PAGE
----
The close connection between practice, research and teaching characterises the career of Elli Mosayebi. Since 2004 she has led the Zurich-based architecture office Edelaar Mosayebi Inderbitzin together with Ron Edelaar and Christian Inderbitzin. Through numerous projects won through competitions, housing and urban design assumed a special significance. From 2004 to 2008 she was research assistant at the Chair for Architecture Theory under Prof. Dr. Ákos Moravánszky, in which she completed her doctoral dissertation on the domestic work of the Milanese architect Luigi Caccia Dominioni. From 2012 to 2018 she was Professor for Design and Housing at TU Darmstadt, where she conducted a comparative study of post-war European housing. Since 2018 she holds the position of Professor for Architecture and Design at ETH Zurich. Housing and the change it is currently undergoing are integral aspects of her fields of both practice and research.
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By the Architects:
The Schwamendingen district, designed as a garden city by AH Steiner around 1948, is still valid today and has retained much of its original character as Zurich's “garden room”, which is characterized by spacious residential areas with linear buildings of low density and permeable outdoor spaces. Of particular interest are the often fine gradations of the intensity of use and the degree of publicity in the open spaces.The Herbstweg residential area is characterized by two-story row houses and three-story apartment buildings. Numerous single-family houses continue the building pattern of the adjoining Oerlikon district. The few taller buildings in the Herbstweg district were not built as replacement buildings until the 1980s.The immediate vicinity of the planning perimeter is characterized by single-family houses. Some of these are located within larger building plots, i.e. in the second and third row, and are accessed through narrow access paths. The outdoor spaces are predominantly private and are used intensively as heavily green gardens.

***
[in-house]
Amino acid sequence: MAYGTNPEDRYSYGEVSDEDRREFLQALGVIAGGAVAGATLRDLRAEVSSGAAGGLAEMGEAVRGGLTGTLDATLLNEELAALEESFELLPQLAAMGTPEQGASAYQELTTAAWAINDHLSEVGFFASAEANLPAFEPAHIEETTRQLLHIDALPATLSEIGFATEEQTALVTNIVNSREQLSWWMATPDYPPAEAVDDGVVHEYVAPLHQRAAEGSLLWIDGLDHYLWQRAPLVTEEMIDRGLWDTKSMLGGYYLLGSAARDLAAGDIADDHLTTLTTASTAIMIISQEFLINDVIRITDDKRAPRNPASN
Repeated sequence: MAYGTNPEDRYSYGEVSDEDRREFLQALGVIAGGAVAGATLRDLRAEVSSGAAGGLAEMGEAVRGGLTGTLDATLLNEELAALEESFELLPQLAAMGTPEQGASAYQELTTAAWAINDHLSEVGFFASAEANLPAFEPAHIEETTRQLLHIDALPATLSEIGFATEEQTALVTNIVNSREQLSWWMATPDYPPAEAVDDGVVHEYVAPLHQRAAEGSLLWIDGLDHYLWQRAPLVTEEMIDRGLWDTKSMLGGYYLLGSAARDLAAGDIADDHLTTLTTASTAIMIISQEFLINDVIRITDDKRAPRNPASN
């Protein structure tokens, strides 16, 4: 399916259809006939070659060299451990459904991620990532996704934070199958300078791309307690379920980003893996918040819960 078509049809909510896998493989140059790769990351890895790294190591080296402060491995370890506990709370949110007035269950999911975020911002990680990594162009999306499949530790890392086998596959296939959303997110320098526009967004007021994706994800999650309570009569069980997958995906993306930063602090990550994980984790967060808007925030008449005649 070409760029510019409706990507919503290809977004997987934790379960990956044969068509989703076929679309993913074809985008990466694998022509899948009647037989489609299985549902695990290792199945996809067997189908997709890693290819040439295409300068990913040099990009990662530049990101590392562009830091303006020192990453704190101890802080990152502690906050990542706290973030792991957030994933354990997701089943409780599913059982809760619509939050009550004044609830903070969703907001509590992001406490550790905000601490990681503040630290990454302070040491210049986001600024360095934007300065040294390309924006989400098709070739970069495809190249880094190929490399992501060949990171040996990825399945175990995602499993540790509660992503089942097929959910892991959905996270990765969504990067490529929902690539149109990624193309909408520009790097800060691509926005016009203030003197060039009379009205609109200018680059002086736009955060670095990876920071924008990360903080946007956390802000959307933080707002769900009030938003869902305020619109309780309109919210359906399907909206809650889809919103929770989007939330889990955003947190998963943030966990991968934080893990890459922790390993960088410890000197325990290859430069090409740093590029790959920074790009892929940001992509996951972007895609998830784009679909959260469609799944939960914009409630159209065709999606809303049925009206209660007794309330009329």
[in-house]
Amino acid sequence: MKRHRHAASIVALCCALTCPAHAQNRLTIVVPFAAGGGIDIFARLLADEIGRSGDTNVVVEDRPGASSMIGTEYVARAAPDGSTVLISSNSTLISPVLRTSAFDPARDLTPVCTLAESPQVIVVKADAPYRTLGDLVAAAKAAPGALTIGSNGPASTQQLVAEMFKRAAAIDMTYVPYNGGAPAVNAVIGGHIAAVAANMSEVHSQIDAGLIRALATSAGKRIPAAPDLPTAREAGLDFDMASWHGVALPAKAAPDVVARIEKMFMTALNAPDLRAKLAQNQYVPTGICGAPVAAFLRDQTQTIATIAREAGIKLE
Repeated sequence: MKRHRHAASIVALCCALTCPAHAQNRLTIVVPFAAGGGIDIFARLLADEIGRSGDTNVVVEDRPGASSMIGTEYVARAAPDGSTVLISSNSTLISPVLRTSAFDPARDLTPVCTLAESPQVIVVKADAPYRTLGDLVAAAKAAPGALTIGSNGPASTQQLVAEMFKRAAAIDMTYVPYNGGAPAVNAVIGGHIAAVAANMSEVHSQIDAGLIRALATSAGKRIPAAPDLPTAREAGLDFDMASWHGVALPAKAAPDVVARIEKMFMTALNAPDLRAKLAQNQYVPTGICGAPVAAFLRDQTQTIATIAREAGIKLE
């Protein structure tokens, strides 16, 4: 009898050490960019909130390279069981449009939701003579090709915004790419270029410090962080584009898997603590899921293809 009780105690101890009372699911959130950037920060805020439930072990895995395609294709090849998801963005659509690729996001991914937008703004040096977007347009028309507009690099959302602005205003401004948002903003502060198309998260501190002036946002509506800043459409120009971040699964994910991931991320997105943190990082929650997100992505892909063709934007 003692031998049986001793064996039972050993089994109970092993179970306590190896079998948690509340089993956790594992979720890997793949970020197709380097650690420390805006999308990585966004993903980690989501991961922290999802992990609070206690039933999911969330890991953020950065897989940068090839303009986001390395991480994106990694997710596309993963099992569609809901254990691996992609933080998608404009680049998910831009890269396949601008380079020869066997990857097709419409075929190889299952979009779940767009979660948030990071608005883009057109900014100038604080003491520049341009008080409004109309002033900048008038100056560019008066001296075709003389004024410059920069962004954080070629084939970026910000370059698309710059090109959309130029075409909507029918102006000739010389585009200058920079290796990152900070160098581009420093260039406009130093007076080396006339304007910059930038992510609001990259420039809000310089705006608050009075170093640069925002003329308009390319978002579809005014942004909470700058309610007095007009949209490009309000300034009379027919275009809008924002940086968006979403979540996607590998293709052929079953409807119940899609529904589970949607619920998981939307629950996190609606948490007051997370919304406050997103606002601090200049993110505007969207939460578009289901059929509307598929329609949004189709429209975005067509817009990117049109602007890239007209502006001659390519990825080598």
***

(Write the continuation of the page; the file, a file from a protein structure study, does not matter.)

The project envisages two (and a subordinate third) structures which, in their volumetric development, adapt important features of the surrounding buildings and external spaces, such as facades, building heights and depths, and the dimensions of the private gardens in the depth of the construction site . In order to preserve the character of the settlement typology and to benefit from the atmosphere of the surrounding gardens, the buildings were not allowed to have more than three storeys.Due to the “shapeless” floor plan, the actual dimensions of the building cannot be grasped from any point of view. Rather, individual parts of the building appear related in terms of their dimensions to surrounding detached houses or terraced houses. The color scheme, which changes over the building edges, supports this strategy of contextualization by breaking and fragmenting the volumes. The project thus reacts to the large differences in density between the surrounding stock and new buildings.The outdoor spaces should also tie in with the “garden carpet” of the surrounding properties. However, no fenced-off private gardens were sought, but rather a hybrid, informal spatial character between private and communal use. This is possible because the ground floor apartments also have their seat on an arbor protected from view. Similar to the terraced houses in the area, the intensity of private use decreases with increasing distance from the building and the vegetation (free-growing shrubs and smaller trees typical of the area) becomes more permeable. The extent to which the garden spaces are used jointly or privately also depends largely on the respective residents and can change over time and needs. At the same time, they offer a retreat and the opportunity for closer neighborly contacts. On the western and eastern border of the parcel, narrow footpaths connect Tramstrasse and Funkwiesenstrasse. They guarantee permeability and integration into the quarter.In contrast to the gardens, the access situations to the houses are flat, multi-use areas. They are located at the opposite corners of the property and overlap with play areas and the outdoor area of the common room. Different types of surface (asphalt, chaussing, grass) change depending on the dominant use. The outside spaces at Brüggliäcker become the center of the settlement.The connection to the surrounding garden structures is established through the diverse and local planting of apple trees, ornamental cherries and pines. The two particularly valuable trees in the northern area have been preserved. Sealed areas are limited to direct house entrances. With their different atmospheres, the diverse areas in the outside space cover the various needs of the residents.